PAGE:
Data in the report is broken out for R1 and R2 research universities, for doctoral level institutions and for those offering only BA/MA degrees. In addition the data is broken out for public and private colleges, and by enrollment and tuition levels, and other variables, including work title, age and gender of the survey participant.
Some of the report’s many findings are that:
35.3% of R1 research universities in the sample had a line item in their budgets for the payment of author processing fees for hybrid and open access journals
20.51% of public institutions sampled said that departments or entities other than the academic library at their college or university contributed to the payment of author processing fees.
5.88% of BA/MA granting colleges in the sample have partnered with other colleges or universities or consortia to negotiate the level of author processing fees with publishers of hybrid or open access journals….”
“An open access pioneer’s plan to “reshape” peer review, which will see experts evaluate preprints regardless of whether they are due to be published in a particular journal, has sparked debate among academics.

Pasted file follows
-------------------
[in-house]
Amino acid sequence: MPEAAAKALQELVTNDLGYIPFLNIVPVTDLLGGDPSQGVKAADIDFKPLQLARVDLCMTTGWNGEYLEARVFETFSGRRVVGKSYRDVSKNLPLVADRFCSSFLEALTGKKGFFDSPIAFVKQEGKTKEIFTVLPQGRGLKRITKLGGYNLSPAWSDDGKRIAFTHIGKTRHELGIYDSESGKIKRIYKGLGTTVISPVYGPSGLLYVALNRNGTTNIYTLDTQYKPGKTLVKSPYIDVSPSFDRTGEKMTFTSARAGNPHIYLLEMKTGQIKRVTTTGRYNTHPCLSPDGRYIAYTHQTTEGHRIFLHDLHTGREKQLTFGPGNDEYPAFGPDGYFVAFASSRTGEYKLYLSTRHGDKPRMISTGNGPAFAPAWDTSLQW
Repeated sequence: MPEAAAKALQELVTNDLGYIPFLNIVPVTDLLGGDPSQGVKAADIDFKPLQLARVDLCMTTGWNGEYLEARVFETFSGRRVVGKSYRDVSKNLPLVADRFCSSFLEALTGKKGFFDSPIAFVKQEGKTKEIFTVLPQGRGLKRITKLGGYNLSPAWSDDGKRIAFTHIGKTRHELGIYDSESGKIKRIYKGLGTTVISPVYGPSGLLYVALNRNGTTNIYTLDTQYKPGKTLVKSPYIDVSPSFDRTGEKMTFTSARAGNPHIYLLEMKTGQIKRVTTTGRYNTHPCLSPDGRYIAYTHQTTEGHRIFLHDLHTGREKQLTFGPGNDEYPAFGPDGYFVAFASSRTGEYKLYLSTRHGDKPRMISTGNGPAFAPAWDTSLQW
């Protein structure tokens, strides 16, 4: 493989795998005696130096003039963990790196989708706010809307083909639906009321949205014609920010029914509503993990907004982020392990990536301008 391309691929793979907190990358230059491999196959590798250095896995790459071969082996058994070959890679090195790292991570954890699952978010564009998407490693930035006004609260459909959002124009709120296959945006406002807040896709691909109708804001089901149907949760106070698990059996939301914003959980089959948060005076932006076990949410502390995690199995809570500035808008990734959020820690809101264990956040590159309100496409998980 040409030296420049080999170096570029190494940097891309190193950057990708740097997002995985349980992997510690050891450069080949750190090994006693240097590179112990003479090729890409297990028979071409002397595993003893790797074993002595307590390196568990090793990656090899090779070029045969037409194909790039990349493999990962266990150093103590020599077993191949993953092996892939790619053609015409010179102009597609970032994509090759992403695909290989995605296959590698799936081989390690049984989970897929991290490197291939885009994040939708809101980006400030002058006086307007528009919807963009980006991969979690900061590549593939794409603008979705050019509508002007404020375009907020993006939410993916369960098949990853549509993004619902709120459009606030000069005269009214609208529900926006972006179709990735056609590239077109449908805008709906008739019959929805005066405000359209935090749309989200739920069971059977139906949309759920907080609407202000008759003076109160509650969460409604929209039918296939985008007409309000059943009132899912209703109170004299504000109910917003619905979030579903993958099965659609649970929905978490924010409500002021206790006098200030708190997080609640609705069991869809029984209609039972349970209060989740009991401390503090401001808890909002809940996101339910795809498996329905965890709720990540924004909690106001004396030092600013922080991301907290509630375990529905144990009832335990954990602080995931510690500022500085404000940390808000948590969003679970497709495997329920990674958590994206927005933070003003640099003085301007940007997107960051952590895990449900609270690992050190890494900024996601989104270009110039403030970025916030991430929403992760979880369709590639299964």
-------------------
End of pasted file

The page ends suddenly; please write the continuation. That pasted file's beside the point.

Michael Eisen, editor-in-chief of eLife, said that the online periodical would start taking requests to conduct reviews of preprints on the BioRxiv server even if they had not been formally submitted to the title. The reviews themselves would then be posted on BioRxiv for everyone to read.
This would mark a significant shift from the traditional model of peer review, under which submissions are “triaged” by journal staff ahead of potential review by experts, which inform a decision on whether to publish the paper and are shared with the authors only….”
“We are very proud to announce that we will be hosting the inaugural Open Publishing Awards: a celebration of all things Open in Publishing.
Nominating begins August 19, and will remain open for four weeks. Categories will be announced at the same time. At the end of this period, a small group of judges will recommend one or more nominations from each category for special mention. The Awards aren’t about ‘winners,’ and instead celebrate all Open projects in this space, and highlight a short list chosen for special recognition by the judges….”